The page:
Meadow Mountain

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4620 ft / 1408 m
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Meadow Mountain
Created On: Nov 14, 2014
Last Edited On: Nov 15, 2014


Meadow Mountain from Three Fingers lookout
Meadow Mountain from Three Fingers lookout - Blue Mountain in the distance. Saddle Lake can be seen just right of photo center.

Meadow Mountain - not to be confused with the Meadow Mountain east of White Chuck Mountain - is a 4620' (840' prom.) forested hill located 11 miles northeast of Granite Falls, and four miles west of Three Fingers Mountain. When viewed from a distance, the name 'Meadow Mountain' seems to be something of a misnomer - it does not appear to be 'meadowy' at all. Closer inspection, however, reveals a number of small clearings near the summit area, as well as several nice viewpoints. 

Several decades ago, Meadow Mountain was doomed to a life of solitude and neglect, as the result of a shortcut trail to the Three Fingers area via Tupso Pass. The Meadow Mountain Trail, which was once the normal access for Three Fingers and Goat Flat (along with the Boulder River Trail) became overgrown and choked with blowdowns. Recently, however, the Tupso Pass trail has become less popular - this is due to the fact that the Forest Service has effectively closed the last 8.6 miles of FR41, the access for Tupso Pass. (As of 2014, there appears to be no effort being made to repair this road.)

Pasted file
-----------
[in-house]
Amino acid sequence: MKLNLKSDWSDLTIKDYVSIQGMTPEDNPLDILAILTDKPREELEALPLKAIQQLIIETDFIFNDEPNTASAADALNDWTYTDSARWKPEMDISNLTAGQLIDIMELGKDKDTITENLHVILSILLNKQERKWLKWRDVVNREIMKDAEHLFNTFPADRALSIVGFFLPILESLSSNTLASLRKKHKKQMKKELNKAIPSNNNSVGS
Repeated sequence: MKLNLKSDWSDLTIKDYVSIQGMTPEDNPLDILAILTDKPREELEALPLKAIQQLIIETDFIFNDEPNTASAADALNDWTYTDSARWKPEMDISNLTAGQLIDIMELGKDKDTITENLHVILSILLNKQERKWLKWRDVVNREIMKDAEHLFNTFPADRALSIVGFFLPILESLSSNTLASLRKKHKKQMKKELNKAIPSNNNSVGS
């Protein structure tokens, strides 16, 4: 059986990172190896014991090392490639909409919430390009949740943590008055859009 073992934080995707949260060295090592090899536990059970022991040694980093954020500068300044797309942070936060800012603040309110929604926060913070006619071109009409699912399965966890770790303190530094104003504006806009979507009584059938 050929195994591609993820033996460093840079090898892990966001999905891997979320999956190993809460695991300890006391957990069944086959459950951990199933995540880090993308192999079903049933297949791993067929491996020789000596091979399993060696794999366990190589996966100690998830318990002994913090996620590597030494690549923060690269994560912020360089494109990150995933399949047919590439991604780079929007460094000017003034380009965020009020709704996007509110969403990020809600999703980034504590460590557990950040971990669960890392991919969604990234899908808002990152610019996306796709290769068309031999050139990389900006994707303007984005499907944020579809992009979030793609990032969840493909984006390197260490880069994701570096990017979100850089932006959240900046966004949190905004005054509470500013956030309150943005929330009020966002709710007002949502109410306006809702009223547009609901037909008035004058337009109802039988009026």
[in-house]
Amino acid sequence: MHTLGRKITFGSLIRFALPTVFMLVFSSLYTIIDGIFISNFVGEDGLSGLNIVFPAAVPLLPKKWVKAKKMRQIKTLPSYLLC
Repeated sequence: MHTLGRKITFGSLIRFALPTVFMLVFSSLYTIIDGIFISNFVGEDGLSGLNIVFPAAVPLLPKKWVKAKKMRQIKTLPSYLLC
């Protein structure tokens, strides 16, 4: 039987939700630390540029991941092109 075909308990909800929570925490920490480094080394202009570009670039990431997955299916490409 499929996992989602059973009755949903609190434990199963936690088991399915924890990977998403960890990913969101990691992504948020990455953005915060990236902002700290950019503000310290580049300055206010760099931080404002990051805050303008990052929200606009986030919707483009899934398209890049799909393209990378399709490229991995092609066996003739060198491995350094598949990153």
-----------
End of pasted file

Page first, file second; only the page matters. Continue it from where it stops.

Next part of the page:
Meadow Mountain from Goat Flat
Meadow Mountain from Goat Flat - Mount Ditney to the right.

Recent work by volunteer trail crews has now breathed new life into the Meadow Mountain Trail, and it has once again become the standard approach trail for the Three Fingers area. Truthfully, few people will make Meadow Mountain a destination in it's own right. Having said that, for those heading to Goat Flat and beyond, it is well worth the 10-15 extra minutes it takes to pay homage to this lonely summit.

Getting There

From Granite Falls, follow the Mountain Loop Highway approximately seven miles, and turn left on FR41 (across the street from the Robe Canyon Trailhead). Follow FR41 8.4 miles to the South Fork Canyon Creek bridge (stay left at the major fork at 1.8 miles). Here, the road effectively ends, as the Forest Service has placed large boulders at the bridge approach. Surprisingly, the standard 'No Motorized Vehicles' signs are conspicuously absent, which suggests that one could continue by motorcycle if so equipped. From this point, a 2.3 mile walk up the closed portion of FR41 will bring you to the Meadow Mountain Trailhead - if you own a mountain bike, it will save you some time. The Meadow Mountain Trail is not marked, and can be easy to miss. It is located about 1000' past Saddle Creek, which will be the only creek crossing of significance before reaching the trailhead.


Meadow Mountain route map
Meadow Mountain route map. Red line shows the walk/bike on FR41, yellow line shows an optional routing from Tupso Pass.